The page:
- The number of earmarks has fallen dramatically for 2012, the Pig Book report says
- Some earmarks are still finding their way into spending bills despite a voluntary ban
- A tank upgrade program and fish hatchery projects are examples highlighted by the report
- The supposed ban on pork barrel spending has damaged transparency, its authors say
Well over a year after Congress voluntarily imposed a ban on pork barrel spending, the number and cost of earmarks have dropped dramatically, a report said Tuesday -- but the snouts are not out of the trough altogether.
The 2012 database of pork-barrel projects compiled by the nongovernmental group Citizens Against Government Waste, known as the Congressional Pig Book, says Congress has some way to go to cut out wasteful spending.
It finds that the number of earmarks has decreased by 98.3% from 9,129 in fiscal year 2010, when the Pig Book was last produced, to just 152 in fiscal year 2012.
The cost has also plummeted by 80%, from $16.5 billion in 2010 to $3.3 billion in 2012, the lowest sum in a decade, it says.
Numerous pet projects still found their way into appropriations bills despite the supposed moratorium on earmarks, the Pig Book's authors say -- and despite Congress certifying each appropriations bill as earmark-free.
Citizens Against Government Waste acknowledges that its criteria for what constitutes an earmark differ from those of Congress.
The report comes amid a political furor over allegations of lavish spending on conferences and rewards programs by the General Services Administration, a government agency.
Earmarks, which are federal funds that members of Congress direct to specific projects back home, were common practice for years but have become a target for budget-conscious deficit hawks.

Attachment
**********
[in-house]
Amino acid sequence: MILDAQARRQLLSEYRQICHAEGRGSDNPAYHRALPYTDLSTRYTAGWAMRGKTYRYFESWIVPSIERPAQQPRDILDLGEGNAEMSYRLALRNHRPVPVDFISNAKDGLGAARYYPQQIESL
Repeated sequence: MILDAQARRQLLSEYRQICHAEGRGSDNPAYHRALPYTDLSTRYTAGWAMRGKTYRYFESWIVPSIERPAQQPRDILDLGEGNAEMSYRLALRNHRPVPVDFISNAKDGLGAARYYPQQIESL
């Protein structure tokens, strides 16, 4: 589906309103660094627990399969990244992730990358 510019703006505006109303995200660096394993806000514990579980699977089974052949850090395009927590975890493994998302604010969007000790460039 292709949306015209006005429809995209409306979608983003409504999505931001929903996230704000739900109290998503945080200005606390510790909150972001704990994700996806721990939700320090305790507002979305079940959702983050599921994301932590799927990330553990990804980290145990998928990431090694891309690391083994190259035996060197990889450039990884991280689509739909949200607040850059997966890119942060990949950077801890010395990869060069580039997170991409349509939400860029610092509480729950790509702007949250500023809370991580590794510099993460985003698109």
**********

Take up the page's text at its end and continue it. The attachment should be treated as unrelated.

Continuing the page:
Those detected in 2012 "involve larger amounts of money and include fewer details than in prior years," the Pig Book says, with a side effect of the moratorium being that pork barrel spending is much harder to spot.
"The supposed lack of earmarks resulted in a completely opaque process. Since earmarks were deemed to be non-existent, there were no names of legislators, no information on where and why the money will be spent, and no list or chart of earmarks in the appropriations bills or reports," the report says.
"While the lower number and cost of earmarks are a vast improvement over prior years, transparency and accountability have regressed immeasurably."
The Pig Book highlights several earmarks slipped into the defense appropriations bill, including $255 million to upgrade the M1 Abrams tank, a project opposed by the Pentagon; $239 million for cancer research that is already funded elsewhere; and $50 million for National Guard Counterdrug Program state plans.
It also flags $9.5 million for high energy cost grants, $3.4 million for national fish hatchery operations and $3 million for aquatic plant control as among the "most blatant examples of pork."
But as part of an overall downward trend, the appropriations bill for Labor, Health and Human Services saw a huge decline in earmarks, from 1,789 in 2010 to three in 2012. One of those that made it through was $5 million for abstinence education.
Only one earmark showed up in the 2012 financial services appropriations bill, the report says, down from 270 in the 2010 financial year. That was $38.5 million for a drug trafficking program at the Office of National Drug Control Policy.
Four earmarks were spotted in the State and Foreign Operations appropriations bill, the report says, including $114.8 million for the United Nations Democracy Fund, despite the Obama administration never requesting funding for it.
Another is a $5.9 million award for the East-West Center in Hawaii, which its authors flag as a home-state project of Senate Appropriations Committee Chairman Daniel Inouye, D-Hawaii.
Earmarks have typically accounted for less than 1% of the budget. But critics say the funding awards do not undergo the same scrutiny as other spending and tend to reflect the influence individual lawmakers wield in Congress, rather than merit.
While some lawmakers have called for legislation to be passed to turn the moratorium into a permanent ban on earmarks, others oppose that step.
The report names Inouye; Senate Majority Leader Harry Reid, D-Nevada; Senate Appropriations Committee ranking member Thad Cochran, R-Mississippi; and Senate appropriator Lamar Alexander, R-Tennessee, as among those critical of the continuation of the moratorium.
Citizens Against Government Waste suggests that until a ban is imposed, "taxpayers will be justified in their belief that members of Congress are being creative and deceptive in skirting the moratorium and continuing to obtain earmarks."